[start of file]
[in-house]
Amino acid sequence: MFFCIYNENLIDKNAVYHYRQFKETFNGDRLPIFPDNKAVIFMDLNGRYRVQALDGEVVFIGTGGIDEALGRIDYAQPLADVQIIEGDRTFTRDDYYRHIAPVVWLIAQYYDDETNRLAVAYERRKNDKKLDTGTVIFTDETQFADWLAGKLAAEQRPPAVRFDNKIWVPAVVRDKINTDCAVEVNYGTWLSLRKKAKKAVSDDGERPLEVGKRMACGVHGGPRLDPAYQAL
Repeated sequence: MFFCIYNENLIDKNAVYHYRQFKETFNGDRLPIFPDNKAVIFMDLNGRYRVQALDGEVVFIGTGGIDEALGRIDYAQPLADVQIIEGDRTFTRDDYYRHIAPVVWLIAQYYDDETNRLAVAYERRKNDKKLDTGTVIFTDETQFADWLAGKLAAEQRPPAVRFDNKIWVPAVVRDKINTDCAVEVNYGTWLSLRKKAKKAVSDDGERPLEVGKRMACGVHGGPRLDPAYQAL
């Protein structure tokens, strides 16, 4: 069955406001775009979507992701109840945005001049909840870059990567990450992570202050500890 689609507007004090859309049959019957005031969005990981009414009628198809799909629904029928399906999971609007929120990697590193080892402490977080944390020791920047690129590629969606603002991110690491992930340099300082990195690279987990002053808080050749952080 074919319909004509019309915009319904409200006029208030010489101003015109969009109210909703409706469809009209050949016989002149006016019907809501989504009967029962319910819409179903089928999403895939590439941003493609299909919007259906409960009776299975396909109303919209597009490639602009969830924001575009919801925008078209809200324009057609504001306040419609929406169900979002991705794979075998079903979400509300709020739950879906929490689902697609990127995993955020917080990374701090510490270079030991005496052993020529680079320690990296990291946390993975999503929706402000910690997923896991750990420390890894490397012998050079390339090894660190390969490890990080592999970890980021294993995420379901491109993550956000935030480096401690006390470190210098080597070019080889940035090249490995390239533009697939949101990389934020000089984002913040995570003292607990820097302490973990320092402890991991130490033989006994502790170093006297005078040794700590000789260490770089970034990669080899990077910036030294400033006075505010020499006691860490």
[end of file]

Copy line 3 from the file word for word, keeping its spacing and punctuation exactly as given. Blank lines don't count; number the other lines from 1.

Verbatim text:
Repeated sequence: MFFCIYNENLIDKNAVYHYRQFKETFNGDRLPIFPDNKAVIFMDLNGRYRVQALDGEVVFIGTGGIDEALGRIDYAQPLADVQIIEGDRTFTRDDYYRHIAPVVWLIAQYYDDETNRLAVAYERRKNDKKLDTGTVIFTDETQFADWLAGKLAAEQRPPAVRFDNKIWVPAVVRDKINTDCAVEVNYGTWLSLRKKAKKAVSDDGERPLEVGKRMACGVHGGPRLDPAYQAL